All of these mainstage commissions and opera-house collaborations demonstrate one reason for Prototype’s rapid ascent to prominence: The opera world is desperate to find good new operas and new audiences, and it isn’t sure how to go about it. Mainstage commissions are an expensive gamble, costing upward of a million dollars and creating, all too often, work that fails to make an impact or to get the best out of an adventurous young composer. Beth Morrison’s production company helps midwife mainstage projects (such as Fairouz’s “Bhutto,” scheduled to premiere at the Pittsburgh Opera in 2018) or develop autonomous pieces such as “Dog Days”; it has a sizable roster of touring productions that an opera company can take over lock, stock and barrel.

All of the cool companies are doing it. Opera Philadelphia’s Aurora Series for Chamber Opera develops and presents work — such as “Yardbird” or its recent Andy Warhol opera — in collaboration with other small companies; and smaller-scale operas will become even more integral to the company when it launches a new opera festival next year. The Los Angeles Opera started a chamber opera series five years ago, and it began collaborating with Morrison not long thereafter; Los Angeles has seen “Dog Days” and “Song From the Uproar,” and in June, it will present the Morrison-developed world premiere of “Anatomy Theater” by the Pulitzer Prize-winning composer David Lang, which will subsequently be seen at Prototype. The San Francisco Opera will open its new, smaller Diane B. Wilsey Center for Opera in February; its program includes some chamber operas, such as “Svadba-Wedding,” which Opera Philadelphia offered in 2013.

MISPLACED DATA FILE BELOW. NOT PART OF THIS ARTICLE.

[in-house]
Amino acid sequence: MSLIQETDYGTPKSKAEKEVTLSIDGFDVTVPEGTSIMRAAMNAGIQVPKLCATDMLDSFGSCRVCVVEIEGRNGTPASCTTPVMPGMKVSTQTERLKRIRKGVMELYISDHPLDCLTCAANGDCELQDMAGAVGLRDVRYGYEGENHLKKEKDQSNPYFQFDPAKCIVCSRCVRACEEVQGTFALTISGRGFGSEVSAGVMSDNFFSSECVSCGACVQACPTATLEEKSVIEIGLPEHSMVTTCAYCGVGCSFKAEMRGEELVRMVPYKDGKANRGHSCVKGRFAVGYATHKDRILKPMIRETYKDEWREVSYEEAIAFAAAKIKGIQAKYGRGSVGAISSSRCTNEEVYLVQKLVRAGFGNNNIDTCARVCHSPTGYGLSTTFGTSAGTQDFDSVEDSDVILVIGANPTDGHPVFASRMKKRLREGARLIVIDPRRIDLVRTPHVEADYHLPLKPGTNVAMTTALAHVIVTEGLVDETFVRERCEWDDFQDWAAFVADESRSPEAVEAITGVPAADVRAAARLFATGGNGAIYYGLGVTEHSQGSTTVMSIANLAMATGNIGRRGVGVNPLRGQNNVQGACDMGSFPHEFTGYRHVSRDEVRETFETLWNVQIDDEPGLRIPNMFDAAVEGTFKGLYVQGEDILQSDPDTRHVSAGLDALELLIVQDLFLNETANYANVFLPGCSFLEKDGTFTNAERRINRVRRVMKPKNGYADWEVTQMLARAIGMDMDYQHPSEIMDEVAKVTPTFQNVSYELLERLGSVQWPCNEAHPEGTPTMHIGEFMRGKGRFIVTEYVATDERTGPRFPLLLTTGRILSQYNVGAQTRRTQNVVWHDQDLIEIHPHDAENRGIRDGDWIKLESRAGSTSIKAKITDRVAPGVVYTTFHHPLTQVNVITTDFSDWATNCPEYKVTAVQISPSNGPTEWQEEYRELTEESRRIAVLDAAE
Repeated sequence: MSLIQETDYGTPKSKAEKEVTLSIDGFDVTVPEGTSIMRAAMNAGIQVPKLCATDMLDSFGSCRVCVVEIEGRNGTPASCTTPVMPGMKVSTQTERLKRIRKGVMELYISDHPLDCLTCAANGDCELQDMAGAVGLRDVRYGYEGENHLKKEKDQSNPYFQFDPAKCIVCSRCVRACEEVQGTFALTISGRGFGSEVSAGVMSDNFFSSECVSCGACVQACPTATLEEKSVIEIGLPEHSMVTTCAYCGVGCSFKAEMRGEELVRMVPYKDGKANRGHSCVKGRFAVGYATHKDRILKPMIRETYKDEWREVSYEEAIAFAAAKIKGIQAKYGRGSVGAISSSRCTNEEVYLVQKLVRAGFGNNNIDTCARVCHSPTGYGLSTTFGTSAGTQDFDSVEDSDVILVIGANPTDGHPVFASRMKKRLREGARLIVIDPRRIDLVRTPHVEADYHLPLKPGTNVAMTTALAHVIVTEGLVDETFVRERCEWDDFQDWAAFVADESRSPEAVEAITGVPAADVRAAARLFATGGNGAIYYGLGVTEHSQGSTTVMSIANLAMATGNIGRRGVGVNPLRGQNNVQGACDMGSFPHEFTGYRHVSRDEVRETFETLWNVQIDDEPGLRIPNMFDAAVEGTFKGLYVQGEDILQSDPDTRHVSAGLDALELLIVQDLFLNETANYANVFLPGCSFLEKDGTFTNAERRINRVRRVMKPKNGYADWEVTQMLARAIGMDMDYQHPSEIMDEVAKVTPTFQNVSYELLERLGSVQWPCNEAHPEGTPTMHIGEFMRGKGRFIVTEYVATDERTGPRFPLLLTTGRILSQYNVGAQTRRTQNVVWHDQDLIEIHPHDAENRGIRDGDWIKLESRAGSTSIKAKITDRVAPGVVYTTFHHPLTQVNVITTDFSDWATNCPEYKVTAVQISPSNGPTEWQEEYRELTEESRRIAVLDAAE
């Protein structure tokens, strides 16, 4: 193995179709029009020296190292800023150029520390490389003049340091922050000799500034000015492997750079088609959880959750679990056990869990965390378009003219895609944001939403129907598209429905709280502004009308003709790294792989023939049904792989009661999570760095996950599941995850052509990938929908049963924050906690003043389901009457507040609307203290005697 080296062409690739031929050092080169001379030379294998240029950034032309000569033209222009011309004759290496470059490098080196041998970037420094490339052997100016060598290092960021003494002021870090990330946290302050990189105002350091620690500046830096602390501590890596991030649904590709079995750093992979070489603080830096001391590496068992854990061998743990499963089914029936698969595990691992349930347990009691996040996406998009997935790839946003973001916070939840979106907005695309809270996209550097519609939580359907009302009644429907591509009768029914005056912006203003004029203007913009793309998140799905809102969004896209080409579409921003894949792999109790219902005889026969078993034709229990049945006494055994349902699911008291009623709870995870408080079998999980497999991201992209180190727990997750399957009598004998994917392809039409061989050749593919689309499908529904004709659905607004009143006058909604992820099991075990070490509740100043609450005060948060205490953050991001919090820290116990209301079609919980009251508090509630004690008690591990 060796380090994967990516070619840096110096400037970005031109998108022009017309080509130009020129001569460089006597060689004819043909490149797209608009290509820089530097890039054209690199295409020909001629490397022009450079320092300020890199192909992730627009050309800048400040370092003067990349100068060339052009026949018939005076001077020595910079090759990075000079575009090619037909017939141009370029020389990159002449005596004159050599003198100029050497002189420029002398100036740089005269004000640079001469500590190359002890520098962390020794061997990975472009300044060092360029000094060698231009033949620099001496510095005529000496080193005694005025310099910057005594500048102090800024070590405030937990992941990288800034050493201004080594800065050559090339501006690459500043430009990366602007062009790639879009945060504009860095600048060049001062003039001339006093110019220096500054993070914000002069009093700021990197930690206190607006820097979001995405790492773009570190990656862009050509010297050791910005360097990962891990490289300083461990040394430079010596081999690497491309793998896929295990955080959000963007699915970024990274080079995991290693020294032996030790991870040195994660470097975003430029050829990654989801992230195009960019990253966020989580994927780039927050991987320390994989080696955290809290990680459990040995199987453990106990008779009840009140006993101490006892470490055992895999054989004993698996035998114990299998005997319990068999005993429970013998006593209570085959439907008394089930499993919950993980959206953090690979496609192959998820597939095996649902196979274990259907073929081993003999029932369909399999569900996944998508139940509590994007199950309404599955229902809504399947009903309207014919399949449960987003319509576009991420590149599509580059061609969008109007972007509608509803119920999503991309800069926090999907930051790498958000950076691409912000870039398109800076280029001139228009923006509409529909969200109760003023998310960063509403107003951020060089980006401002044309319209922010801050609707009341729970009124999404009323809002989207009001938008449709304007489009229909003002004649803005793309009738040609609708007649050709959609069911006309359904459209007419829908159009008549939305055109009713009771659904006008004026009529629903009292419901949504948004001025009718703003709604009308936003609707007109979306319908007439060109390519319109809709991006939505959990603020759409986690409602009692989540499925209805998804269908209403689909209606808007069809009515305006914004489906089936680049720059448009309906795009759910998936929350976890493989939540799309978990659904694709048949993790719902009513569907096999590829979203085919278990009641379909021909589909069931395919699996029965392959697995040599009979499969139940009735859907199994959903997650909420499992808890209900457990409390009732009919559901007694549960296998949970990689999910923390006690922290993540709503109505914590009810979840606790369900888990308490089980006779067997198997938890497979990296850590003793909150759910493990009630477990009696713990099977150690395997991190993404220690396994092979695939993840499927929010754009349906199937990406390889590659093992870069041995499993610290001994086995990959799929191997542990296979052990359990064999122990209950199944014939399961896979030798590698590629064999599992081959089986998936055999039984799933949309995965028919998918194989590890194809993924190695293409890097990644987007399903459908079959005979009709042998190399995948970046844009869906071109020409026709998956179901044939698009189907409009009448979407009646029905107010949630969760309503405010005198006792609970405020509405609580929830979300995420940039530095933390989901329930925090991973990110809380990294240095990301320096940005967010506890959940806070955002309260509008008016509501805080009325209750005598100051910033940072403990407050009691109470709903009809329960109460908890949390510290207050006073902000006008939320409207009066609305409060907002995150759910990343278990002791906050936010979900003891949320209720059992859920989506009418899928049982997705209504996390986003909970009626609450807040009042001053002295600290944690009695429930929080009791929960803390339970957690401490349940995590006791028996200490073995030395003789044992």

Some companies, of course, remain invested in creating new work themselves — such as the Washington National Opera, which has, in recent years, been offering plenty of new chamber opera thanks to its American Opera Initiative, a commissioning program created in-house with plenty of workshops. Most of these works partake of the aesthetic of the mainstage house — which is exactly what Prototype doesn’t do.

Prototype’s aesthetic runs more to dark, edgy subjects — such as the devastating “Angel’s Bone” by Du Yun that I saw on Saturday. What would happen if two angels fell to Earth? In this work, they are first lovingly taken up by a human couple who are delighted at their find — but then “prune” the angels (an excruciating scene) and effectively pimp them out to their community, allowing access to people who do gradually crueler and crueler things to them.